The carbon dioxide laser (CO2 laser) is one of the oldest gas lasers developed by Kumar Patel at Bell Laboratories in 1964,1 and still has a large number of applications today.
Continuous-mode carbon dioxide lasers have great power and are easily accessible. They are also very effective; The pumping power ratio (the excitation power) vs. output power reaches 20%. CO2 lasers emit in IR, their main wavelength band is between 9.4 and 10.6 μm (microns).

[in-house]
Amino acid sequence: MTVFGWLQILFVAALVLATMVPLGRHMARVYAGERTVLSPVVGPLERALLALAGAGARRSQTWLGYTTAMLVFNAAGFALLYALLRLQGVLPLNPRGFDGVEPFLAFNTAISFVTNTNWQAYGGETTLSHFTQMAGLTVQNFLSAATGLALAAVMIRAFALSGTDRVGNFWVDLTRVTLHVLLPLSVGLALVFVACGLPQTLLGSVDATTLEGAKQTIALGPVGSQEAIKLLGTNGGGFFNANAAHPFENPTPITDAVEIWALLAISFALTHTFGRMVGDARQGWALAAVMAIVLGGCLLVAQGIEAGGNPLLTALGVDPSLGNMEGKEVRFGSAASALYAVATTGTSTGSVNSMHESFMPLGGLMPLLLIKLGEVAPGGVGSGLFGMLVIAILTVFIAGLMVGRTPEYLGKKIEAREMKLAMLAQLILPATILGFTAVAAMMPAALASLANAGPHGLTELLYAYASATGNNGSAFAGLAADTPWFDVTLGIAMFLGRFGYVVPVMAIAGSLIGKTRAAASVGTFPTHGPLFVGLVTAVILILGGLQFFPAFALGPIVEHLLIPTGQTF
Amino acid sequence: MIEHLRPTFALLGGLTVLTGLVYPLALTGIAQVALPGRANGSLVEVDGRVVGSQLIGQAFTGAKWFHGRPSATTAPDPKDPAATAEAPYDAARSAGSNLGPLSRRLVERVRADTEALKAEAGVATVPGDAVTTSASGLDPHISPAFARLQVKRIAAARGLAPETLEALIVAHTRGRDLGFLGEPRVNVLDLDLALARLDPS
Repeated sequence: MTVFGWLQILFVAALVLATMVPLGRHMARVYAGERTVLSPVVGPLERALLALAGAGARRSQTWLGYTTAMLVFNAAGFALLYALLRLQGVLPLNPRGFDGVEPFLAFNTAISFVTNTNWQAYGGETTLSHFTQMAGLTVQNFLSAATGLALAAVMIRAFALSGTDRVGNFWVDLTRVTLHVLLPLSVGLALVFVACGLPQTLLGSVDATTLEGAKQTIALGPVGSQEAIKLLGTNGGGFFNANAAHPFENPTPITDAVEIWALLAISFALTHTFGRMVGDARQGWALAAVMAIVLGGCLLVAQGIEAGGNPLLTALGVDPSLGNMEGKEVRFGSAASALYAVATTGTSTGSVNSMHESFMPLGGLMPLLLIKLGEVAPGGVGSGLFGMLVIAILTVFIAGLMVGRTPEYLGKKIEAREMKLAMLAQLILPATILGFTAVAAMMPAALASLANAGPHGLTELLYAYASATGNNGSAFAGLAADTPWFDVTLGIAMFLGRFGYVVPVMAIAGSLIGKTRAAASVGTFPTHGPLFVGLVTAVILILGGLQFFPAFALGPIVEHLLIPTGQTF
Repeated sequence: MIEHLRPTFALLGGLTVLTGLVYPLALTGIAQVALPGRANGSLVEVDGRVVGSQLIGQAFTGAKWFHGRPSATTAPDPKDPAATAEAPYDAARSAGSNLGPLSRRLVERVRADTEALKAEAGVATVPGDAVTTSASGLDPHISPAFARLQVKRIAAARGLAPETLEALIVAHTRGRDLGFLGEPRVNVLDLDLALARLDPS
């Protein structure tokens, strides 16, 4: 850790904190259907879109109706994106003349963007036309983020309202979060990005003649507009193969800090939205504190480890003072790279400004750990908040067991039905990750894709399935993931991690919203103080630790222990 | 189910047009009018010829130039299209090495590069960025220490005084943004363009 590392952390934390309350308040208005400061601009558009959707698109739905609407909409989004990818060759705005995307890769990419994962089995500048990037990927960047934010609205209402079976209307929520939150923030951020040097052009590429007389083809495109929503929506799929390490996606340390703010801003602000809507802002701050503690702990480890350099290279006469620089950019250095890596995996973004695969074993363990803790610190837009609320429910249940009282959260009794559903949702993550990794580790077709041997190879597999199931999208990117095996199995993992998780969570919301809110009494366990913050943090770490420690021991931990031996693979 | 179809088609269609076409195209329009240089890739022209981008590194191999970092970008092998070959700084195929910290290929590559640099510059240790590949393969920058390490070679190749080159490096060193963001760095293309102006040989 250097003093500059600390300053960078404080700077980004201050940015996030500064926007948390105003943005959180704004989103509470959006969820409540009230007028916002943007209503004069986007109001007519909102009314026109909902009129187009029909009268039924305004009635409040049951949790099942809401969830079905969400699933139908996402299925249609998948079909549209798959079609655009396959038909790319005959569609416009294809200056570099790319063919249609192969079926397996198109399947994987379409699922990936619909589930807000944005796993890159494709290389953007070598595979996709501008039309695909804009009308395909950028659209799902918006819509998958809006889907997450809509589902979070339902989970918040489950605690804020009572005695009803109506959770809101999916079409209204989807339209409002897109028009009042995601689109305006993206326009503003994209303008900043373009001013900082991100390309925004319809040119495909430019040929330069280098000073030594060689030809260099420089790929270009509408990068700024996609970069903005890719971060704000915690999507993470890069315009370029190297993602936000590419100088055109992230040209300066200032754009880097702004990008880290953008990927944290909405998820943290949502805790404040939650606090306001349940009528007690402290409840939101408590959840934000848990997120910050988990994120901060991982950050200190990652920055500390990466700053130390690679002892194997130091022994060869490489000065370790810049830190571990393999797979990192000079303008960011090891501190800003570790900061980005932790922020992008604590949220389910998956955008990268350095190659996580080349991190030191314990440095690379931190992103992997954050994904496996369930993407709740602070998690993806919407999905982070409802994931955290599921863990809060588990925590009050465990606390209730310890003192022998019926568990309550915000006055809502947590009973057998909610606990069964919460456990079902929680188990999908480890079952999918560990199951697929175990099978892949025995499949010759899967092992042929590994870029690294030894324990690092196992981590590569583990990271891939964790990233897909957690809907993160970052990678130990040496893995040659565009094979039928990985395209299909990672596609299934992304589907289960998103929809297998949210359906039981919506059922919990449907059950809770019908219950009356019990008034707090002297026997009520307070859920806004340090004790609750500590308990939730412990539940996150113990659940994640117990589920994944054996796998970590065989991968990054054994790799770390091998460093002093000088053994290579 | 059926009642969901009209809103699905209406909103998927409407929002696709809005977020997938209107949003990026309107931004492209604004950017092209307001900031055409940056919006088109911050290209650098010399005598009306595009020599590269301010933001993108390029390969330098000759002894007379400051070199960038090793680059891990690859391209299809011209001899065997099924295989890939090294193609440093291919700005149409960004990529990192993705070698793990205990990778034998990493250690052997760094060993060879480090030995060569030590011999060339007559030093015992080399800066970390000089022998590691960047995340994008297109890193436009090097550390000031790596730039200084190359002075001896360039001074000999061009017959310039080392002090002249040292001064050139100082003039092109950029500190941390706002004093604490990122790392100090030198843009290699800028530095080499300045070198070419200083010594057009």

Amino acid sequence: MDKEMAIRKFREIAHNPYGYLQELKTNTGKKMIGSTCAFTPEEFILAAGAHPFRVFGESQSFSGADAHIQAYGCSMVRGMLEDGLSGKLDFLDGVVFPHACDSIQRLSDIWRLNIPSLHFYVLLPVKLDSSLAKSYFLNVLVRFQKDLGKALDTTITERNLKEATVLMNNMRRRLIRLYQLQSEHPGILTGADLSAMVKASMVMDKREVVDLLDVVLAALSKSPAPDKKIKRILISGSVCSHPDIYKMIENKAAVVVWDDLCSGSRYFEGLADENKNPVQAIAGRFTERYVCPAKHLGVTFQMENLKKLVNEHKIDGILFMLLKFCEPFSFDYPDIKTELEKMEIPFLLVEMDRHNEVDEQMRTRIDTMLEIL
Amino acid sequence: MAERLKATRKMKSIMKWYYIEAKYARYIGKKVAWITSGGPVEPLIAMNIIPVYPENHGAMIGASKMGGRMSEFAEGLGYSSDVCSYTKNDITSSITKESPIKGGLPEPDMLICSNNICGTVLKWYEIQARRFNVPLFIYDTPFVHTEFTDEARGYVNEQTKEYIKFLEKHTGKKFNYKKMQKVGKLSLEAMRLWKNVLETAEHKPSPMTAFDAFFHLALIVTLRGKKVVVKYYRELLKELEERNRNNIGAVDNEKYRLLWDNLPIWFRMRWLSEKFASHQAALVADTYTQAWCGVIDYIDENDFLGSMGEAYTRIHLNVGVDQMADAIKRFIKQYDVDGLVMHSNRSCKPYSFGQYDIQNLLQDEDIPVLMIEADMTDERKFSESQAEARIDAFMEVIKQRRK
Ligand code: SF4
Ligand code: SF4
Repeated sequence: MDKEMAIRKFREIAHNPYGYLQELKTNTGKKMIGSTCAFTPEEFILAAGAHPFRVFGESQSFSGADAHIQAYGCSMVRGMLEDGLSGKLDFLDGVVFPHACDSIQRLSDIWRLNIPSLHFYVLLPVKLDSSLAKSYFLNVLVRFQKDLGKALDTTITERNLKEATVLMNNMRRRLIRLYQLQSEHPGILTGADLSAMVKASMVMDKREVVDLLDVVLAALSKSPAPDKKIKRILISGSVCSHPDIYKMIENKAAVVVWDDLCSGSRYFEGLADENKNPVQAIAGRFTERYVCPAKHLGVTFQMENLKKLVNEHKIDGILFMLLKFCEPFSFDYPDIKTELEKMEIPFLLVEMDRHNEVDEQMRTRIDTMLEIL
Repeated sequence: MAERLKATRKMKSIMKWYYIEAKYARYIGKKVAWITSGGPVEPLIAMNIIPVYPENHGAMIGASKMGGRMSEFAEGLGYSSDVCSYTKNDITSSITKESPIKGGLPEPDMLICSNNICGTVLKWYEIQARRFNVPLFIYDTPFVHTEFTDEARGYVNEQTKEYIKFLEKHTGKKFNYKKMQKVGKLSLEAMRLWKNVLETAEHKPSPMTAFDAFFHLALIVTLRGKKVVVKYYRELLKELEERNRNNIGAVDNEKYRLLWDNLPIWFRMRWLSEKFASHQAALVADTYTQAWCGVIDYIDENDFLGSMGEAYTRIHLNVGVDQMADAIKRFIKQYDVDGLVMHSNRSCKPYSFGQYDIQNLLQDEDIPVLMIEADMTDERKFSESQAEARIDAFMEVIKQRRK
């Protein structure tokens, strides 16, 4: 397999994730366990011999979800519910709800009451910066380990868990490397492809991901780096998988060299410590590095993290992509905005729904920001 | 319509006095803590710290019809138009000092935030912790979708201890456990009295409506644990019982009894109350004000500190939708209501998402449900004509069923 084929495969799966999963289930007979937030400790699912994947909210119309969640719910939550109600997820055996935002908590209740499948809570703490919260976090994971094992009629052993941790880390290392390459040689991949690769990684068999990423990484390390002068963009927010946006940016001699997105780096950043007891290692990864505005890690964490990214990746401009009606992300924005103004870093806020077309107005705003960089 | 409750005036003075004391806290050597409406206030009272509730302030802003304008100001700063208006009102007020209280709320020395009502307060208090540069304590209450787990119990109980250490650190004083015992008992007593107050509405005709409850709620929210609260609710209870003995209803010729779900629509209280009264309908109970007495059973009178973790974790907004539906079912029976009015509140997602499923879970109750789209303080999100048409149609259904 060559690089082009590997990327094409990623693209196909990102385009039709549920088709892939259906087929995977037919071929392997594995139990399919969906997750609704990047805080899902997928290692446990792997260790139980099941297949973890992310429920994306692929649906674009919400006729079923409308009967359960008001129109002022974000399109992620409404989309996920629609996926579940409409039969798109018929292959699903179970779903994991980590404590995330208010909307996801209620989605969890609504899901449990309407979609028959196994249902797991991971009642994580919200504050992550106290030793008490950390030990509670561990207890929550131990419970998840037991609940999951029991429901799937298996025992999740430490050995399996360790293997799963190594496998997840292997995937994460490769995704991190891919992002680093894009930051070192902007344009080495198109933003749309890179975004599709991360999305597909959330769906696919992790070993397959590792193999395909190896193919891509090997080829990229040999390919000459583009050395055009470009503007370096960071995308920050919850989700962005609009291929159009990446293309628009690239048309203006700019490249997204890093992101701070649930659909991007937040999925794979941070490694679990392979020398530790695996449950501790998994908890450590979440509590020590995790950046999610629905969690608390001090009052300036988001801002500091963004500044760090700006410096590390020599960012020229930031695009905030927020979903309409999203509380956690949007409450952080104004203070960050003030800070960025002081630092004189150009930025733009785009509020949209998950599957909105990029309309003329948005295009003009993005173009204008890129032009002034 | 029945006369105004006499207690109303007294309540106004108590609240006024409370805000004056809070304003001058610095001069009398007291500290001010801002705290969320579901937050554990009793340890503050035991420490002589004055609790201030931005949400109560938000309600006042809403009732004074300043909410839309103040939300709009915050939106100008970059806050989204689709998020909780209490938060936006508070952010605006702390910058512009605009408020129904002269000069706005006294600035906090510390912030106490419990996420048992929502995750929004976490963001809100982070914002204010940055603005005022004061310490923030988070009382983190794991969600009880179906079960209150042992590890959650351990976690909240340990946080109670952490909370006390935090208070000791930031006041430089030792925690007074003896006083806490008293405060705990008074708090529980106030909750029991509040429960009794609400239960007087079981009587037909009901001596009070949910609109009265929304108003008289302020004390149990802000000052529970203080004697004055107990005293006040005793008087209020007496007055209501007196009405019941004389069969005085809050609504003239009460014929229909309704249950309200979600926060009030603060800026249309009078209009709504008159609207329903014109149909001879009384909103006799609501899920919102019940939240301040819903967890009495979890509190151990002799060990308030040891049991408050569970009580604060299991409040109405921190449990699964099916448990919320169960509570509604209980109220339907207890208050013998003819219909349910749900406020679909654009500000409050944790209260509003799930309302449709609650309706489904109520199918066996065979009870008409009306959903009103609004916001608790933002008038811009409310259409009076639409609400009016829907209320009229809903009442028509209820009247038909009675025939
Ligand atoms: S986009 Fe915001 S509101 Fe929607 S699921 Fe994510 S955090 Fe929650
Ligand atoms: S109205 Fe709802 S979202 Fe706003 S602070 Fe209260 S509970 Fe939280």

Given the high combined power at a reasonable cost, CO2 lasers are commonly used in industry for cutting and welding, and, with less power, for engraving. They are also used in surgery because they work on a wavelength very well absorbed by water, and therefore by living tissue (laser surgery, smoothing the skin, rhytidectomy – which is essentially burn in the skin to stimulate the formation of collagen – and dermabrasion).